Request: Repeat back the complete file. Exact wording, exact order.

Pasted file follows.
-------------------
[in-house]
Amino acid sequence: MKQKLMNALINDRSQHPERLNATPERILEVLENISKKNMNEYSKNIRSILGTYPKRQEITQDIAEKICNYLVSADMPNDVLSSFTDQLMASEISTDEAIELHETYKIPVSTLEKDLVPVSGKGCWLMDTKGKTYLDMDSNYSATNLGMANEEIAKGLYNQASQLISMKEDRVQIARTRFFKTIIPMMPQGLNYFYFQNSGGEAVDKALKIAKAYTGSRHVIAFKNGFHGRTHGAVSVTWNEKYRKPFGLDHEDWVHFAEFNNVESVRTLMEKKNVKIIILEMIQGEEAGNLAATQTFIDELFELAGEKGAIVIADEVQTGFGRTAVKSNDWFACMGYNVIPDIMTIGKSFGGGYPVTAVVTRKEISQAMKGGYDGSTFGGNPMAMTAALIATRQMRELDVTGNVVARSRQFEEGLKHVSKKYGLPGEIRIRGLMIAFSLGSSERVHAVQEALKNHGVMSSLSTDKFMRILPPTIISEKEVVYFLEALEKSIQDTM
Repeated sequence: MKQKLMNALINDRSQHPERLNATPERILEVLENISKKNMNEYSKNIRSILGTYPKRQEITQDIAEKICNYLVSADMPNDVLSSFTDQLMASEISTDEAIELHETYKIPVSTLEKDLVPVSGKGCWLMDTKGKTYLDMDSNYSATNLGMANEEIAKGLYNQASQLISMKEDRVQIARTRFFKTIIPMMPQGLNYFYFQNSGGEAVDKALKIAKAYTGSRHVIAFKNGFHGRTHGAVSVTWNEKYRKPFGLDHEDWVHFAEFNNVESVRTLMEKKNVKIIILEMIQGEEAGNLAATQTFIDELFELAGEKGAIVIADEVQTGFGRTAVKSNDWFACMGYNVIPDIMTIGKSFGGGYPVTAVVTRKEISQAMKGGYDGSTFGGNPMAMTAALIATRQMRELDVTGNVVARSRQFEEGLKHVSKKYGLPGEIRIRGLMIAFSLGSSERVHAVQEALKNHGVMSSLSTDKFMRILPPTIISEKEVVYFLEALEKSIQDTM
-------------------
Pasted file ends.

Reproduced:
[in-house]
Amino acid sequence: MKQKLMNALINDRSQHPERLNATPERILEVLENISKKNMNEYSKNIRSILGTYPKRQEITQDIAEKICNYLVSADMPNDVLSSFTDQLMASEISTDEAIELHETYKIPVSTLEKDLVPVSGKGCWLMDTKGKTYLDMDSNYSATNLGMANEEIAKGLYNQASQLISMKEDRVQIARTRFFKTIIPMMPQGLNYFYFQNSGGEAVDKALKIAKAYTGSRHVIAFKNGFHGRTHGAVSVTWNEKYRKPFGLDHEDWVHFAEFNNVESVRTLMEKKNVKIIILEMIQGEEAGNLAATQTFIDELFELAGEKGAIVIADEVQTGFGRTAVKSNDWFACMGYNVIPDIMTIGKSFGGGYPVTAVVTRKEISQAMKGGYDGSTFGGNPMAMTAALIATRQMRELDVTGNVVARSRQFEEGLKHVSKKYGLPGEIRIRGLMIAFSLGSSERVHAVQEALKNHGVMSSLSTDKFMRILPPTIISEKEVVYFLEALEKSIQDTM
Repeated sequence: MKQKLMNALINDRSQHPERLNATPERILEVLENISKKNMNEYSKNIRSILGTYPKRQEITQDIAEKICNYLVSADMPNDVLSSFTDQLMASEISTDEAIELHETYKIPVSTLEKDLVPVSGKGCWLMDTKGKTYLDMDSNYSATNLGMANEEIAKGLYNQASQLISMKEDRVQIARTRFFKTIIPMMPQGLNYFYFQNSGGEAVDKALKIAKAYTGSRHVIAFKNGFHGRTHGAVSVTWNEKYRKPFGLDHEDWVHFAEFNNVESVRTLMEKKNVKIIILEMIQGEEAGNLAATQTFIDELFELAGEKGAIVIADEVQTGFGRTAVKSNDWFACMGYNVIPDIMTIGKSFGGGYPVTAVVTRKEISQAMKGGYDGSTFGGNPMAMTAALIATRQMRELDVTGNVVARSRQFEEGLKHVSKKYGLPGEIRIRGLMIAFSLGSSERVHAVQEALKNHGVMSSLSTDKFMRILPPTIISEKEVVYFLEALEKSIQDTM